Already it’s starting to look more like actual javascript code and not angular code.

Locally scope dependency injections

Dependency injections are a little stranger when a controller is a separate function. Instead injecting them into the controller, they have to be manually injected with the $inject method. Fortunately, it makes it a little easier to read since everything is nice and isolated. Instead of injecting them into the controller declaration, we use the $inject method to add them to the controller function and then add them as an argument to the new controller function. Note, the argument in the controller does not need to be the same as the service name (or whatever);

I’ll also take this opportunity to clean up the service a little bit.

app.controller('SomeController', SomeControllerFunc);
SomeControllerFunc.$inject = ['utilService']

function SomeControllerFunc(util) {
    this.width = util.get_width();
    this.length = util.get_lenght();
    this.double_size = function(){}
}


app.factory('util', [function() {
  return {
    get_width: function() {
      return 5;
    },
    get_length: function() {
      return 20;
    }
  }
}])

app.service('utilService', utilService);
function utilService() {
}
utilService.prototype.get_width = function() {
    return 5;
}

utilService.prototype.get_length = function() {
    return 10;
}

Move $scope functions to protoype methods

Following the refactor of the service now we just need to add the function to the prototype instead of as part of the object. This is not strictly necessary, but adding functions to the prototype instead of the object is more efficient since new object instances will not need to recopy the method, but will just use the method on the prototype.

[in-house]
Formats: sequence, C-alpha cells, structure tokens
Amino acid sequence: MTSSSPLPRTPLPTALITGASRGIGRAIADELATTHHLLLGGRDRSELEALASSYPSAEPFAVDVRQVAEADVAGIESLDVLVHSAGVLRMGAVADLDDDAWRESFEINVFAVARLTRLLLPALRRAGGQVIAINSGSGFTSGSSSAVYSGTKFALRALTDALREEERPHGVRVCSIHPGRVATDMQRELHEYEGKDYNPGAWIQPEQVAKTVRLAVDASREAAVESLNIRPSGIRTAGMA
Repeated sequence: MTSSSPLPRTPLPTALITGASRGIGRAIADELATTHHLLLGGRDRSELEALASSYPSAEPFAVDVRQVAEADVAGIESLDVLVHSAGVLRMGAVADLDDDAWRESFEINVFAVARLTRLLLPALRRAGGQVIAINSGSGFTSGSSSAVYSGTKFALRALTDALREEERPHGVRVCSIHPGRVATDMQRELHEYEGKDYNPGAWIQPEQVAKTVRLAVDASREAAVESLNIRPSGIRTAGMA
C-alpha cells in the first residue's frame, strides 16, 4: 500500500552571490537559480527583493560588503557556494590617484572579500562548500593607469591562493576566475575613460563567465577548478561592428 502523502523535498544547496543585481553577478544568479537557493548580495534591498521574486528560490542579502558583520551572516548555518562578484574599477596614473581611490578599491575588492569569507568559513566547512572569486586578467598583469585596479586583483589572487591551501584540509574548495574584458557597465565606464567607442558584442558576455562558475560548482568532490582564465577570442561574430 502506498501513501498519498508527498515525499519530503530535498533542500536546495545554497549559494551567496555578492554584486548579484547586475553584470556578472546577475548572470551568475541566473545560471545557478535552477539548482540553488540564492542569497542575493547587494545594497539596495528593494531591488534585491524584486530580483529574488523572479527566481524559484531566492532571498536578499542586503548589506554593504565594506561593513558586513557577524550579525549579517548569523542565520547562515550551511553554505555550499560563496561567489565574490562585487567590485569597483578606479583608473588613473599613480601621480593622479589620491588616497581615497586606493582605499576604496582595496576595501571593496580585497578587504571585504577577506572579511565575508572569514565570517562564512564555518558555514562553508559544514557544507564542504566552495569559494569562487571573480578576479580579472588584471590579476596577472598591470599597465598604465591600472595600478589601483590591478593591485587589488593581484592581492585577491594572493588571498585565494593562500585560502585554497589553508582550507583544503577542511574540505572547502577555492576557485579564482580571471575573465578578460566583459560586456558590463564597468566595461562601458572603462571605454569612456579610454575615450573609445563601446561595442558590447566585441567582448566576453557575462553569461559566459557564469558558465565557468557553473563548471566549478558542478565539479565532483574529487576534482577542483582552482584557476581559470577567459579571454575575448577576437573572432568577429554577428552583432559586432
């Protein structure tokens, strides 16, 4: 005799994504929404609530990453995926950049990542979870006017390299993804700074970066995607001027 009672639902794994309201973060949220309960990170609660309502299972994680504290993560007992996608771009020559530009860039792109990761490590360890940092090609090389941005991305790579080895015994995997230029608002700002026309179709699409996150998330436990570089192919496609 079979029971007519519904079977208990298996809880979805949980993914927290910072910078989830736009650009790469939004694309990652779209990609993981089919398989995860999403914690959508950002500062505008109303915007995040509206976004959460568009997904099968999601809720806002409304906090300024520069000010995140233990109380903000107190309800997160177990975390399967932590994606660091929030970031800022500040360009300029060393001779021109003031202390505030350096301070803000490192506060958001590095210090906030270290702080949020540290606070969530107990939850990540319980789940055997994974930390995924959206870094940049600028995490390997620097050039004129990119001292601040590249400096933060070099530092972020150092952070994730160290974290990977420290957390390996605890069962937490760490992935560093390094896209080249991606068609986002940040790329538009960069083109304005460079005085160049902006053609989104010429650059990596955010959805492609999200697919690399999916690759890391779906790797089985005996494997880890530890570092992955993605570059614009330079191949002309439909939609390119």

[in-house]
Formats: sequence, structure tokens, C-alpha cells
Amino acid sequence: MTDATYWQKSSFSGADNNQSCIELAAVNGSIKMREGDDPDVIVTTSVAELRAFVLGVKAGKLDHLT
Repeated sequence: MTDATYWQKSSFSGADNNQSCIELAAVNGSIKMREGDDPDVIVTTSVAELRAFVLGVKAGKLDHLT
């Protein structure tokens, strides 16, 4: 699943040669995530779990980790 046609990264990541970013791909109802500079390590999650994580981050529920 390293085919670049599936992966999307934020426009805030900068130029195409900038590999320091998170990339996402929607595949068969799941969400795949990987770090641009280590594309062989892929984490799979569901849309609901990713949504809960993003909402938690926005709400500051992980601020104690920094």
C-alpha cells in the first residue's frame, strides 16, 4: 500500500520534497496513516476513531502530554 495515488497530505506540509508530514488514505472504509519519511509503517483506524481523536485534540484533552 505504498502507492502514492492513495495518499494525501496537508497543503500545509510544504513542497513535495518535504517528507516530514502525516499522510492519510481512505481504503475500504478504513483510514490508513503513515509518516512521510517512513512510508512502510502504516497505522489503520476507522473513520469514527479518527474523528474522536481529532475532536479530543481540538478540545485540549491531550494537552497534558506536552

app.controller('SomeController', SomeControllerFunc);
SomeControllerFunc.$inject = ['utilService']

function SomeControllerFunc() {
    this.width = 5;
    this.length = 10;
    this.double_size = function(){}
}

becomes:

app.controller('SomeController', SomeControllerFunc);
SomeControllerFunc.$inject = ['utilService']

function SomeControllerFunc(util) {
    this.width = util.get_width();
    this.length = util.get_lenght();
}

SomeControllerFunc.prototype.double_size = function(measurement) {
    this[measurement] = this[measurement] * 2
}

Easy enough. Again, the best part is the code is looking more and more like standard javascript which is a bonus.

Update Template

The last part is easiest. Just change the controller to controller as and update with the correct namespace.

Before:

<body ng-app='test'>
  <div ng-controller="SomeController">
    <h1>Hi</h1>
    <div>
      <h2 ng-click="double_size('length')">Length</h2>
       {{length}}
    </div>
    <div>
      <h2 ng-click="double_size('width')">Width</h2>
       {{width}}
  </div>
</body>

After:

<body ng-app='test'>
  <div ng-controller="SomeController as rectangle">
    <h1>Hi</h1>
    <div>
      <h2 ng-click="rectangle.double_size('length')">Length</h2>
       {{rectangle.length}}
    </div>
    <div>
      <h2 ng-click="rectangle.double_size('width')">Width</h2>
       {{rectangle.width}}
  </div>
</body>

Here’s a code pen if you want to try yourselfk